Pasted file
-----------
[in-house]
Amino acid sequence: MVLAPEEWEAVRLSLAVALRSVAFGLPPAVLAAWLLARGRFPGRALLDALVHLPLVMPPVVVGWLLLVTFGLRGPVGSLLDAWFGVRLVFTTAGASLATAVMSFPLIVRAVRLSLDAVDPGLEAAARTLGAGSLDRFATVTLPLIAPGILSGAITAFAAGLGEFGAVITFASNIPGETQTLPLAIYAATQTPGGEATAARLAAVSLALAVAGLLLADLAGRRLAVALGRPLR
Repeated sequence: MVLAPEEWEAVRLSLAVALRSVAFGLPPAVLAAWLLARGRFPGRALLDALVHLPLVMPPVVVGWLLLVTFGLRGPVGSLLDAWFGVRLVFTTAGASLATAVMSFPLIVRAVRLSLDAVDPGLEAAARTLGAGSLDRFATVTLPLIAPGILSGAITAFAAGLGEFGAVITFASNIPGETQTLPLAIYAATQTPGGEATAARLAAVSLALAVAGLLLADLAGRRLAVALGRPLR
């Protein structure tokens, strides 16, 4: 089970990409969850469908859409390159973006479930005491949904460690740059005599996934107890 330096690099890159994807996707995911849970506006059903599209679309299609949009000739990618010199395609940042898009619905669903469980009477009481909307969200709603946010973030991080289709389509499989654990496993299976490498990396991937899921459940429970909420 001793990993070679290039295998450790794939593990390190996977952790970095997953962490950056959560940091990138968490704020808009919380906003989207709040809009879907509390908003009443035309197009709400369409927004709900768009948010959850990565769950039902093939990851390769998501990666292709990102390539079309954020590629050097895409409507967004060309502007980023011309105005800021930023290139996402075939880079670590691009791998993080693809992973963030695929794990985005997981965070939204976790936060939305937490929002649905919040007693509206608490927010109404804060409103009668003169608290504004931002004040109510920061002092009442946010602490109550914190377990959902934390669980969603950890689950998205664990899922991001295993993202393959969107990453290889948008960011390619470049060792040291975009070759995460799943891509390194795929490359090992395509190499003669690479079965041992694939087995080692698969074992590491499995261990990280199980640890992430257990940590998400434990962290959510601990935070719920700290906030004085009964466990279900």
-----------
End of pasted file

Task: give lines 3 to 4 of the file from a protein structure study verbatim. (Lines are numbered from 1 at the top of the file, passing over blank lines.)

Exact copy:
Repeated sequence: MVLAPEEWEAVRLSLAVALRSVAFGLPPAVLAAWLLARGRFPGRALLDALVHLPLVMPPVVVGWLLLVTFGLRGPVGSLLDAWFGVRLVFTTAGASLATAVMSFPLIVRAVRLSLDAVDPGLEAAARTLGAGSLDRFATVTLPLIAPGILSGAITAFAAGLGEFGAVITFASNIPGETQTLPLAIYAATQTPGGEATAARLAAVSLALAVAGLLLADLAGRRLAVALGRPLR
């Protein structure tokens, strides 16, 4: 089970990409969850469908859409390159973006479930005491949904460690740059005599996934107890 330096690099890159994807996707995911849970506006059903599209679309299609949009000739990618010199395609940042898009619905669903469980009477009481909307969200709603946010973030991080289709389509499989654990496993299976490498990396991937899921459940429970909420 001793990993070679290039295998450790794939593990390190996977952790970095997953962490950056959560940091990138968490704020808009919380906003989207709040809009879907509390908003009443035309197009709400369409927004709900768009948010959850990565769950039902093939990851390769998501990666292709990102390539079309954020590629050097895409409507967004060309502007980023011309105005800021930023290139996402075939880079670590691009791998993080693809992973963030695929794990985005997981965070939204976790936060939305937490929002649905919040007693509206608490927010109404804060409103009668003169608290504004931002004040109510920061002092009442946010602490109550914190377990959902934390669980969603950890689950998205664990899922991001295993993202393959969107990453290889948008960011390619470049060792040291975009070759995460799943891509390194795929490359090992395509190499003669690479079965041992694939087995080692698969074992590491499995261990990280199980640890992430257990940590998400434990962290959510601990935070719920700290906030004085009964466990279900």